Working memory involvement in dual-task performance: Evidence from the backward compatibility effect

Ravid Ellenbogen, Nachshon Meiran

Research output: Contribution to journalArticlepeer-review

44 Scopus citations

Abstract

In three experiments, the authors supported the hypothesis that parallel response activation seen in dual-task performance results from holding Task 2 rules in working memory (WM) while performing Task 1. To this end, the authors used the backward compatibility effect (BCE; quicker primary responses when the Task 2 response is compatible with codes of Task 1) as a marker for parallel response activation and manipulated WM load. Increasing the number of primary task rules from two to four did not modulate BCE, replicating Hommel and Eglau (2002), but a higher load condition, involving six primary task rules, reduced the BCE to nonsignificant levels. Experiment 3 further showed that WM is loaded by rules associating abstract stimulus categories to responses, and not by rules that associate individual stimuli to responses (S-R rules).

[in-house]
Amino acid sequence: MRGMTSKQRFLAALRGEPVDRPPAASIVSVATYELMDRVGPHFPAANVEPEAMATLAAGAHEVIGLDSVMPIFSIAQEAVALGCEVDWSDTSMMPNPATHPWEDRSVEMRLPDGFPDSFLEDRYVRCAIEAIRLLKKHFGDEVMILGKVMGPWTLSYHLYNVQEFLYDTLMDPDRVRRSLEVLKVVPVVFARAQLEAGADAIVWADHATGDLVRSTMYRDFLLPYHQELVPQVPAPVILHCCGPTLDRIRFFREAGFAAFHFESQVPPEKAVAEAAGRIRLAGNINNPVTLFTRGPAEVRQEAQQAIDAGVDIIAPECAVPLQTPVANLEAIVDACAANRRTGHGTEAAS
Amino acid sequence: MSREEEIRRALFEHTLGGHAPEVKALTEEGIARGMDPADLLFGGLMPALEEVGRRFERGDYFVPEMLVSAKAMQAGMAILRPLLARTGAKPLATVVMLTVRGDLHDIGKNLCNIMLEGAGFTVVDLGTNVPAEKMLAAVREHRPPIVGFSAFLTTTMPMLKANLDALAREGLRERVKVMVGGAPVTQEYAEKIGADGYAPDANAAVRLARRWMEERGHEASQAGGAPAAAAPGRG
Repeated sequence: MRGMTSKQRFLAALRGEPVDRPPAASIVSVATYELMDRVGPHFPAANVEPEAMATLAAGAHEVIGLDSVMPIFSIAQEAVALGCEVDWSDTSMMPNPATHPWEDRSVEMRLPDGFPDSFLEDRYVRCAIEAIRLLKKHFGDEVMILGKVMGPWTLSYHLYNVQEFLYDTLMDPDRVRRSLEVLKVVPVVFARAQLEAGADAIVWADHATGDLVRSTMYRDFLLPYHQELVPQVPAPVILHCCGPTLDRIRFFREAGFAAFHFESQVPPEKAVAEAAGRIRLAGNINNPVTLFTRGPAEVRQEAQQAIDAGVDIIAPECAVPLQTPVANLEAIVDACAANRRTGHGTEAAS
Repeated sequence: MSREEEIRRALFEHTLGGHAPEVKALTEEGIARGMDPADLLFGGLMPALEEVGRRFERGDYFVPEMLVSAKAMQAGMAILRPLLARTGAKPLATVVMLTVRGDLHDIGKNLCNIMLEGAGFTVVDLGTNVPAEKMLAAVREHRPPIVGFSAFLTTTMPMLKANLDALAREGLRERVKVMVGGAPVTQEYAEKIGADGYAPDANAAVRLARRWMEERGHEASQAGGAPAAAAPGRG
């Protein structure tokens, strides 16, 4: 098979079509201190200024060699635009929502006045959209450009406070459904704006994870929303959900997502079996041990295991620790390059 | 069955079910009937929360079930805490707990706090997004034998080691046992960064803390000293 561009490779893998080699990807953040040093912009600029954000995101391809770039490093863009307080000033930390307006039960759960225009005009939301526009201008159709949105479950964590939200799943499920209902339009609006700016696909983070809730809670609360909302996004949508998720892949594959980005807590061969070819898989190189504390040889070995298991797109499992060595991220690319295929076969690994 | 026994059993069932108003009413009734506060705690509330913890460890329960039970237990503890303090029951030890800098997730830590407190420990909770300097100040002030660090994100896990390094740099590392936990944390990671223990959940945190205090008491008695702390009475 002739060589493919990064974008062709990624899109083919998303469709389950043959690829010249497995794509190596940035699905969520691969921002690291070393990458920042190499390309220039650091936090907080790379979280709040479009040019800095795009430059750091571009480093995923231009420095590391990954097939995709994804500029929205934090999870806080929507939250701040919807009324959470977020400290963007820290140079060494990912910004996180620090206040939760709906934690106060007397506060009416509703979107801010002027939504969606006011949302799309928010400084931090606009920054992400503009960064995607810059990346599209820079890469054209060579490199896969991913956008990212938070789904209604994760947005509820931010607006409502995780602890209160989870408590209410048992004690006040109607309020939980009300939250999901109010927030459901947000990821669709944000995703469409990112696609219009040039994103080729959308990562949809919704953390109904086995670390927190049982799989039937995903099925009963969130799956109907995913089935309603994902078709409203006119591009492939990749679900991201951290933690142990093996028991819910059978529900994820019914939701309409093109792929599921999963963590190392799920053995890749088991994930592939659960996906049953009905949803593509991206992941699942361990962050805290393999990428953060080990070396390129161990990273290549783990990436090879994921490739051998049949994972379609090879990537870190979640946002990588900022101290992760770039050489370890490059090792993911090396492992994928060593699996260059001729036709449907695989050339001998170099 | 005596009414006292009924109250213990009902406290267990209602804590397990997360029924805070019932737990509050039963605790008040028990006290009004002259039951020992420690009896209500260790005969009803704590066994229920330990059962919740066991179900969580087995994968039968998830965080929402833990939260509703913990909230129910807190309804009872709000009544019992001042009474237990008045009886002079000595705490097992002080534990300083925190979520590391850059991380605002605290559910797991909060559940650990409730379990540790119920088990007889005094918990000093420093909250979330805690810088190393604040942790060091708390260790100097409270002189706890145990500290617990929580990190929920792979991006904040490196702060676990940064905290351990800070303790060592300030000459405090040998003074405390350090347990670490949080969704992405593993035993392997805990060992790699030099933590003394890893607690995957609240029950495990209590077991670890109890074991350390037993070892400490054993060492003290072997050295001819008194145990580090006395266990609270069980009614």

Original languageEnglish
Pages (from-to)968-978
Number of pages11
JournalMemory and Cognition
Volume36
Issue number5
DOIs
StatePublished - 1 Jul 2008

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